There are trade-offs in terms of cost, weight and efficiency. Driving enthusiasts may also debate the difference in performance and feel between two-wheel- and all-wheel-drive cars. Buyers should think about factors such as the road and weather conditions where they live, how they plan to use their cars, and what type of handling they enjoy when deciding whether to opt for all-wheel drive.

If you'd like more help deciding, be sure to read "Do You Need an All-Wheel-Drive or Four-Wheel-Drive Car?"

AWD vs. 4WD

AWD and 4WD have become more and more similar over the years. There was a time when AWD vehicles weren't considered off-road capable, but advances in traction control systems have largely leveled the playing field. There are part-time and full-time AWD and 4WD systems and also selectable AWD and 4WD systems that can be turned on and off by the driver.

The clearest difference is that if you see a vehicle labeled 4WD, it will almost certainly have low-range gearing that allows it to crawl. This feature does make a 4WD vehicle more capable in extreme conditions in which you need to apply a lot of torque to the wheels at very low speeds.

To learn more about the differences between drivetrain types, check out our in-depth article "AWD vs. 4WD: What's the Difference and Which to Choose?."

AWD vs. RWD

As much as AWD systems may improve vehicle dynamics, rear-wheel drive is still the gold standard for balanced, responsive handling. That's why the sporty luxury sedans on our list from BMW and Mercedes-Benz are built on rear-wheel-drive platforms. You get better straight-line acceleration with RWD than with FWD, along with a livelier handling experience that's generally more rewarding.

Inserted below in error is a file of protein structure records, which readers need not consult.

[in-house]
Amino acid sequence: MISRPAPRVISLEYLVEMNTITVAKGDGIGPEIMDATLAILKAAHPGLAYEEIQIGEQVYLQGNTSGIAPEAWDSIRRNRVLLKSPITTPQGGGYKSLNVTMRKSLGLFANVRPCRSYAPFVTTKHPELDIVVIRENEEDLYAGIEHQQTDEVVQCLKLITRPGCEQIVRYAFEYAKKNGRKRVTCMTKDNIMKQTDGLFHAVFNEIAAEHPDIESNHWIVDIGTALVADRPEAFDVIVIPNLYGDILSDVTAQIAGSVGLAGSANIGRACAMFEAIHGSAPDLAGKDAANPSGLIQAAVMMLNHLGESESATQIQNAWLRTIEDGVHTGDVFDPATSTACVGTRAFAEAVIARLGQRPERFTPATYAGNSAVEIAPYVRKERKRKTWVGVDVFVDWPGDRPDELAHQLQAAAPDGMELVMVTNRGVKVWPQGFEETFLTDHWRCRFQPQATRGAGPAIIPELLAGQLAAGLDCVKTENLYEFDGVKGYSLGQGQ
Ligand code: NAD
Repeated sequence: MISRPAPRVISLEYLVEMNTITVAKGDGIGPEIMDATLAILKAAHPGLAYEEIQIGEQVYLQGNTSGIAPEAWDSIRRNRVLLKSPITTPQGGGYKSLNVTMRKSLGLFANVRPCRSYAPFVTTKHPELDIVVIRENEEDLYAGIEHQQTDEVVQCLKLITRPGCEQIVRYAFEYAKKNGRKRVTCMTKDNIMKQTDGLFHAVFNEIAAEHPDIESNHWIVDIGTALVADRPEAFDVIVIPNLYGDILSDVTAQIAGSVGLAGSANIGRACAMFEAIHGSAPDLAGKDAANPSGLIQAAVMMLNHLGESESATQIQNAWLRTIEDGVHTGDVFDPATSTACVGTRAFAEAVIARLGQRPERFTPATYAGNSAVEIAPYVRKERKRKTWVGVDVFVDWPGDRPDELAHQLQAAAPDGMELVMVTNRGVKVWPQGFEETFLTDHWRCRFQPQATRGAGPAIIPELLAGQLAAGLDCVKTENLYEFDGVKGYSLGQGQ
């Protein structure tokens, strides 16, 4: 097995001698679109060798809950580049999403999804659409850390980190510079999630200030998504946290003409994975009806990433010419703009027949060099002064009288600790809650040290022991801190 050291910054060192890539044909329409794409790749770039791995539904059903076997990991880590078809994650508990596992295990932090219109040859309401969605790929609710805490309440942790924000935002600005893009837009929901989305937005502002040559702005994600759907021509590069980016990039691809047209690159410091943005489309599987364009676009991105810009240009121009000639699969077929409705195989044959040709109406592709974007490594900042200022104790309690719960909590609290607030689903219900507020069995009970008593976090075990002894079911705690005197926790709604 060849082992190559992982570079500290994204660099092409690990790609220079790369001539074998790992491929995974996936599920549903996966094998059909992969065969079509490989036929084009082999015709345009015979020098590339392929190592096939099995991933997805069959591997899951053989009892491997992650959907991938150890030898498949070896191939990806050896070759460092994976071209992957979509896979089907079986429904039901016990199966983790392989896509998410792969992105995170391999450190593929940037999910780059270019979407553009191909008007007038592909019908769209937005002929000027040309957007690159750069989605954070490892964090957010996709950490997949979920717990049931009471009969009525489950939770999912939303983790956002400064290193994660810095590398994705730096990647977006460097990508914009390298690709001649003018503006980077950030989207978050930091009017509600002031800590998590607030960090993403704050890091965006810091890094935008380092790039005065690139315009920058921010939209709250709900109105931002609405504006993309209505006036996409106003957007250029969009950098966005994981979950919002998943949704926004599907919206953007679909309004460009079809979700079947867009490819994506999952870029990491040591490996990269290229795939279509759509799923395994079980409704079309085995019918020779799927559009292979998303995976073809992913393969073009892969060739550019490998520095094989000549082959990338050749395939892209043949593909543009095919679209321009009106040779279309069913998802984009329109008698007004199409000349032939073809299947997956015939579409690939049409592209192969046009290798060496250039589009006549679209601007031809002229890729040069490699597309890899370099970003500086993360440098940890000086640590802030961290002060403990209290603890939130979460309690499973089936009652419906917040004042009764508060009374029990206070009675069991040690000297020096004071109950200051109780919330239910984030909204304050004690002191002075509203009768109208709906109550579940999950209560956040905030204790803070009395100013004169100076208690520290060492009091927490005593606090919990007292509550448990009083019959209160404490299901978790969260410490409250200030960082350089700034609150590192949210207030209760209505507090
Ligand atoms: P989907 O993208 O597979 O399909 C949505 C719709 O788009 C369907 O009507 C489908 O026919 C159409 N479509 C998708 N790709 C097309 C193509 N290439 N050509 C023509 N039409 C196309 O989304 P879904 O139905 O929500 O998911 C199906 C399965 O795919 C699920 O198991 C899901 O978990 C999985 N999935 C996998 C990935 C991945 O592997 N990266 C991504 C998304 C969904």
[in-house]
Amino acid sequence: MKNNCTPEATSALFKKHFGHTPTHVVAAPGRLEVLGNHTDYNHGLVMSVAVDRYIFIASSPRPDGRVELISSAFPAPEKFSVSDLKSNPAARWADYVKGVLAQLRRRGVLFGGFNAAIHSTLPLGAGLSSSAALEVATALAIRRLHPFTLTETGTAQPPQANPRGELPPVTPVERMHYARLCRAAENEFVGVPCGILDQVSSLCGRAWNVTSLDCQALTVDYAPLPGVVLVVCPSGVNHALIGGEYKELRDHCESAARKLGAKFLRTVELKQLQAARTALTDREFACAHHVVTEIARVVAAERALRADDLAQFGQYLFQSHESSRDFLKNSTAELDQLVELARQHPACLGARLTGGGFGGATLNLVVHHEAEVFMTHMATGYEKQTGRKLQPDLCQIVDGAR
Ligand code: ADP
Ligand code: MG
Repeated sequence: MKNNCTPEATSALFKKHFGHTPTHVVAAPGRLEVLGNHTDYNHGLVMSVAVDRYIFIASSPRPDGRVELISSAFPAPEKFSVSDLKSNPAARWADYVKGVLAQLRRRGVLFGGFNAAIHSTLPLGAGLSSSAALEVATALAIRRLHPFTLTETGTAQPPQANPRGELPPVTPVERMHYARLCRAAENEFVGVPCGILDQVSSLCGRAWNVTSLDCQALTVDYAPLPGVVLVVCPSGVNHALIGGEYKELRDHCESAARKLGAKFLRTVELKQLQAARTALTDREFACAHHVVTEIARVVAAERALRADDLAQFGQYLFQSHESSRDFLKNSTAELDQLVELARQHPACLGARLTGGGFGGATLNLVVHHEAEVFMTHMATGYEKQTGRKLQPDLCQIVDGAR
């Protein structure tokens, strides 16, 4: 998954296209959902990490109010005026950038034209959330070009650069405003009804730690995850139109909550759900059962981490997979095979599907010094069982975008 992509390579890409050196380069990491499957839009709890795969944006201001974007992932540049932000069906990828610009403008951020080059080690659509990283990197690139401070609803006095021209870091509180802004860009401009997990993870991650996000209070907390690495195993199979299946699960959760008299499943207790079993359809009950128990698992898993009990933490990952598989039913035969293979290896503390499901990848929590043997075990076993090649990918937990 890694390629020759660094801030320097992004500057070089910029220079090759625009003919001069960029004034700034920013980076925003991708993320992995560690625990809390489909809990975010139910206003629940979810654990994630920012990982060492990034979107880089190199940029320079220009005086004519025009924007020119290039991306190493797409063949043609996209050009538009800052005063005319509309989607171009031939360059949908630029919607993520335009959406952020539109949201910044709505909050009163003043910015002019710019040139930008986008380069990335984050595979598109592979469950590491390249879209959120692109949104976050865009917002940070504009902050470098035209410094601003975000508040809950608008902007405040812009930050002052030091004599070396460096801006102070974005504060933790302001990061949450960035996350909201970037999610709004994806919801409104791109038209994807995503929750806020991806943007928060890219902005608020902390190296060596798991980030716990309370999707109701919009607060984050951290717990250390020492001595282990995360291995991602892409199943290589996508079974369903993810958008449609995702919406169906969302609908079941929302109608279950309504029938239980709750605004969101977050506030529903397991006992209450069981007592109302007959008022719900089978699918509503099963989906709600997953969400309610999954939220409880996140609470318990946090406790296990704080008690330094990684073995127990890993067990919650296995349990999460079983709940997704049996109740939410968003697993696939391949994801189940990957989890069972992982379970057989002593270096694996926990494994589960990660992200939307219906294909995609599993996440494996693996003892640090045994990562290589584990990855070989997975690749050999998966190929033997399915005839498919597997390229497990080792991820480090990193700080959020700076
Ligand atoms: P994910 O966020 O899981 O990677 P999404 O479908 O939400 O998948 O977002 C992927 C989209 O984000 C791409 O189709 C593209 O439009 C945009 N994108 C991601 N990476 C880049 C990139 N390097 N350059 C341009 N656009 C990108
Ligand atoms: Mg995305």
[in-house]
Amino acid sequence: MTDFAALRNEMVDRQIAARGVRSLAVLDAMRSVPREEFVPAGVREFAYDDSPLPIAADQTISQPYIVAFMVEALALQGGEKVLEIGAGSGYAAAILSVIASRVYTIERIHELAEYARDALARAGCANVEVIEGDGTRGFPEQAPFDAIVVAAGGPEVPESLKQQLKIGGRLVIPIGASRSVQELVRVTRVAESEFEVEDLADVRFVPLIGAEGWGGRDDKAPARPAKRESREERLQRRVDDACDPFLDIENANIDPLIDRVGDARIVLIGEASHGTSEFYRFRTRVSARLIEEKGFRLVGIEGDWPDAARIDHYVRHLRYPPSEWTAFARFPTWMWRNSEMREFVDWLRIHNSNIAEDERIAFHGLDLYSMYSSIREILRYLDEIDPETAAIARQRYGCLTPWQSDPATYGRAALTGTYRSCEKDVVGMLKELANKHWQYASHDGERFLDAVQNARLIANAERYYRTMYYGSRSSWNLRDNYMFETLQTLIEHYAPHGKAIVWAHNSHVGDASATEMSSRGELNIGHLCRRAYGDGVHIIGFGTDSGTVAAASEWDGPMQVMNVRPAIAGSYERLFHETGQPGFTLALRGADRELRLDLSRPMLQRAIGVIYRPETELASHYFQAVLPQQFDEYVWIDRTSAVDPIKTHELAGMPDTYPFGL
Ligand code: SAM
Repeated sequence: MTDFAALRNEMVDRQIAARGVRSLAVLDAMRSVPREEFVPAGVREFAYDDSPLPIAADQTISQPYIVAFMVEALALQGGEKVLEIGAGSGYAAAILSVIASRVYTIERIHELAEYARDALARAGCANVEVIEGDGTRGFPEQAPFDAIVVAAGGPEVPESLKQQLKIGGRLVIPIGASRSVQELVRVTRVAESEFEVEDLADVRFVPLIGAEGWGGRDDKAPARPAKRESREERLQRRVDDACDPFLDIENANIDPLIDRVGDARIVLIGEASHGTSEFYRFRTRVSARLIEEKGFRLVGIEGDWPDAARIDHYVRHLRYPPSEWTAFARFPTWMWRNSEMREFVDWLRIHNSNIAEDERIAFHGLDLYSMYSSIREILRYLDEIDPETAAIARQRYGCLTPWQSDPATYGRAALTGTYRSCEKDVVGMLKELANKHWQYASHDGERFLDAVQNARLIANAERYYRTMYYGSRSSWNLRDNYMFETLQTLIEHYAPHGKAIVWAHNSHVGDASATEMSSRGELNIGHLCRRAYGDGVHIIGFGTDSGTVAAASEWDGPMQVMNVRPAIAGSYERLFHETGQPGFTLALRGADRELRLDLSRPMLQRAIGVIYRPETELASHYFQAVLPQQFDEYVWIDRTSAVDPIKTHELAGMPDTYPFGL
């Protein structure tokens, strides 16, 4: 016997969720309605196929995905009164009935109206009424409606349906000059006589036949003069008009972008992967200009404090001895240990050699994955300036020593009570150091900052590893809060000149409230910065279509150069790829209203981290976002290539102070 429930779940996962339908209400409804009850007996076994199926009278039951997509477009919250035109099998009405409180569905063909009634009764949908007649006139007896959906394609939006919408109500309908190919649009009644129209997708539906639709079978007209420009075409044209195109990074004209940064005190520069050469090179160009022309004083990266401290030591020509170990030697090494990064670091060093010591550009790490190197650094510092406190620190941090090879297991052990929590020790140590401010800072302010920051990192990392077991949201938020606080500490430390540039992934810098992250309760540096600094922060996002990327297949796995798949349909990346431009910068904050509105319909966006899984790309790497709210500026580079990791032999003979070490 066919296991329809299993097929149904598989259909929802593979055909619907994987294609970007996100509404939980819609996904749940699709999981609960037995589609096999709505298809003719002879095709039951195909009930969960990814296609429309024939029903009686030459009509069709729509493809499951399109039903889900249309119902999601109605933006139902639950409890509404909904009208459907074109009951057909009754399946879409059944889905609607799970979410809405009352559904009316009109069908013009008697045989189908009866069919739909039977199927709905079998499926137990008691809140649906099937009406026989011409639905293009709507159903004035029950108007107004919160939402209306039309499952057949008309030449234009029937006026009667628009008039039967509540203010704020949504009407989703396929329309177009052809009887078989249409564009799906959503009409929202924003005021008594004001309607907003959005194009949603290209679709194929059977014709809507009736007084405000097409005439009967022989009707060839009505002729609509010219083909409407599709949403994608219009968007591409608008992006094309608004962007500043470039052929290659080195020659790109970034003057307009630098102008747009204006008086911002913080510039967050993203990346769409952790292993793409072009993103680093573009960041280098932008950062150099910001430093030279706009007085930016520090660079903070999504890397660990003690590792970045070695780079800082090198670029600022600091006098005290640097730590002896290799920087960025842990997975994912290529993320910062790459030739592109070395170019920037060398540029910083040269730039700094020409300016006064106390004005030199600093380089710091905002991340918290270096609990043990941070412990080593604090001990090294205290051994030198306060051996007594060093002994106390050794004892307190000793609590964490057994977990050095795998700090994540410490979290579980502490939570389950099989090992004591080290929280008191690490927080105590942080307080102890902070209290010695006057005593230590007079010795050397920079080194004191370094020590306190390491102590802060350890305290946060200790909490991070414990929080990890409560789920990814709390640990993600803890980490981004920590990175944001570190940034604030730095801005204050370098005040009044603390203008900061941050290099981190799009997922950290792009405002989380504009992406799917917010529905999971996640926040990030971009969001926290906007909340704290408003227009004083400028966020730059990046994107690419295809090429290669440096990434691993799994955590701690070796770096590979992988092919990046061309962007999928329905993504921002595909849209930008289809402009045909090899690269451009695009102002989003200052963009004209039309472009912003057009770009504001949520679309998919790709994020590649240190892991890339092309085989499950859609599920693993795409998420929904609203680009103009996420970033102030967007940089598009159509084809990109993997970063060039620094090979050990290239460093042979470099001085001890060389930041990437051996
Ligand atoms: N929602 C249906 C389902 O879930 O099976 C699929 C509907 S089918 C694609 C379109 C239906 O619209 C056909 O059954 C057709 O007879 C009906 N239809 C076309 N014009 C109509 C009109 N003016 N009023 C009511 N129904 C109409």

AWD cars can put down power more efficiently in high-performance settings, making for quicker acceleration numbers, and they claw tenaciously for grip through the turns. On the other hand, they're frequently described as feeling less exciting by experienced drivers. AWD systems also add weight, which tends to slow the car down relative to a rear-wheel-drive setup.

AWD vs. FWD

Front-wheel drive is all about efficiency, and not just fuel efficiency. Many small cars are FWD-only because it allows them to pack all the powertrain components at the front of the car to open up more space in the back. The Honda Fit, for example, owes much of its impressive cargo storage capabilities to the fact that it doesn't need to make room for a driveshaft connecting the engine and the rear wheels.

Front-wheel-drive cars also tend to be less sporty and much more prone to understeer (that is, the tendency to "push" wide of the intended line in spirited cornering). That said, some FWD cars have picked up tricks from AWD systems. The Volkswagen GTI, for example, can be equipped with an active front differential that shifts power to the outside wheel in turns to improve cornering and tame understeer.

Choosing the Right AWD Sedan for You

If you're in the market for a sedan and you like the idea of a more sure-footed vehicle in adverse conditions, or a more confident vehicle on twisting back roads, it's worth considering all-wheel drive. If you're interested in learning about more all-wheel-drive sedans, you can use our car-finder tool to locate an all-wheel-drive sedan.

It's important to consider your needs and budget. How much space do you need? How much luxury can you afford? Is performance an important consideration? We've outlined the strengths of each vehicle in our summaries here, but be sure to read our full ratings and reviews to make sure the car you choose is the best car for you. After finding the right car, click through to the inventory page to see the best prices in your area.